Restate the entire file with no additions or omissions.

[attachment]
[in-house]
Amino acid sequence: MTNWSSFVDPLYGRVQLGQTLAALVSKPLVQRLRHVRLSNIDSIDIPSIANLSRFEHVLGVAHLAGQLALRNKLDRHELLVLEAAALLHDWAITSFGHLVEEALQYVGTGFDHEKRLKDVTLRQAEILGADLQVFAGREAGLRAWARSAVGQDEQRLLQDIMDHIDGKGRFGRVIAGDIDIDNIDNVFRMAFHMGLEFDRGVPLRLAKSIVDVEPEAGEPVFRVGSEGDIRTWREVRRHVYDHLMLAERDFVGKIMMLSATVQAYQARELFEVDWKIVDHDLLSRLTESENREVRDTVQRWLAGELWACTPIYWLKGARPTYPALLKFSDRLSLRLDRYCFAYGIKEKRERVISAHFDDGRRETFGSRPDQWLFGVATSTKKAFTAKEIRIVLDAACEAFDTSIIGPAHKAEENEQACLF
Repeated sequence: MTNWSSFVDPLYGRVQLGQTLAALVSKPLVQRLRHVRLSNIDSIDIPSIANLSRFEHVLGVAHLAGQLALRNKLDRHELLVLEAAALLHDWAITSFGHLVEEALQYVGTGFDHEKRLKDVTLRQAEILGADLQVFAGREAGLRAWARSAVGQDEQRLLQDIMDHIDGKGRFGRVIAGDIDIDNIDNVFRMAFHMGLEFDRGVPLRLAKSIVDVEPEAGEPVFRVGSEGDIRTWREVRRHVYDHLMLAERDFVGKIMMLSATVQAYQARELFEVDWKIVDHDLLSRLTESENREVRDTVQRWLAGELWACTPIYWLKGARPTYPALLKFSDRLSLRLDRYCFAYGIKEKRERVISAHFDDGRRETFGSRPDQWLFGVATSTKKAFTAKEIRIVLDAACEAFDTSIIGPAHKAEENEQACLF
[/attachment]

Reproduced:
[in-house]
Amino acid sequence: MTNWSSFVDPLYGRVQLGQTLAALVSKPLVQRLRHVRLSNIDSIDIPSIANLSRFEHVLGVAHLAGQLALRNKLDRHELLVLEAAALLHDWAITSFGHLVEEALQYVGTGFDHEKRLKDVTLRQAEILGADLQVFAGREAGLRAWARSAVGQDEQRLLQDIMDHIDGKGRFGRVIAGDIDIDNIDNVFRMAFHMGLEFDRGVPLRLAKSIVDVEPEAGEPVFRVGSEGDIRTWREVRRHVYDHLMLAERDFVGKIMMLSATVQAYQARELFEVDWKIVDHDLLSRLTESENREVRDTVQRWLAGELWACTPIYWLKGARPTYPALLKFSDRLSLRLDRYCFAYGIKEKRERVISAHFDDGRRETFGSRPDQWLFGVATSTKKAFTAKEIRIVLDAACEAFDTSIIGPAHKAEENEQACLF
Repeated sequence: MTNWSSFVDPLYGRVQLGQTLAALVSKPLVQRLRHVRLSNIDSIDIPSIANLSRFEHVLGVAHLAGQLALRNKLDRHELLVLEAAALLHDWAITSFGHLVEEALQYVGTGFDHEKRLKDVTLRQAEILGADLQVFAGREAGLRAWARSAVGQDEQRLLQDIMDHIDGKGRFGRVIAGDIDIDNIDNVFRMAFHMGLEFDRGVPLRLAKSIVDVEPEAGEPVFRVGSEGDIRTWREVRRHVYDHLMLAERDFVGKIMMLSATVQAYQARELFEVDWKIVDHDLLSRLTESENREVRDTVQRWLAGELWACTPIYWLKGARPTYPALLKFSDRLSLRLDRYCFAYGIKEKRERVISAHFDDGRRETFGSRPDQWLFGVATSTKKAFTAKEIRIVLDAACEAFDTSIIGPAHKAEENEQACLF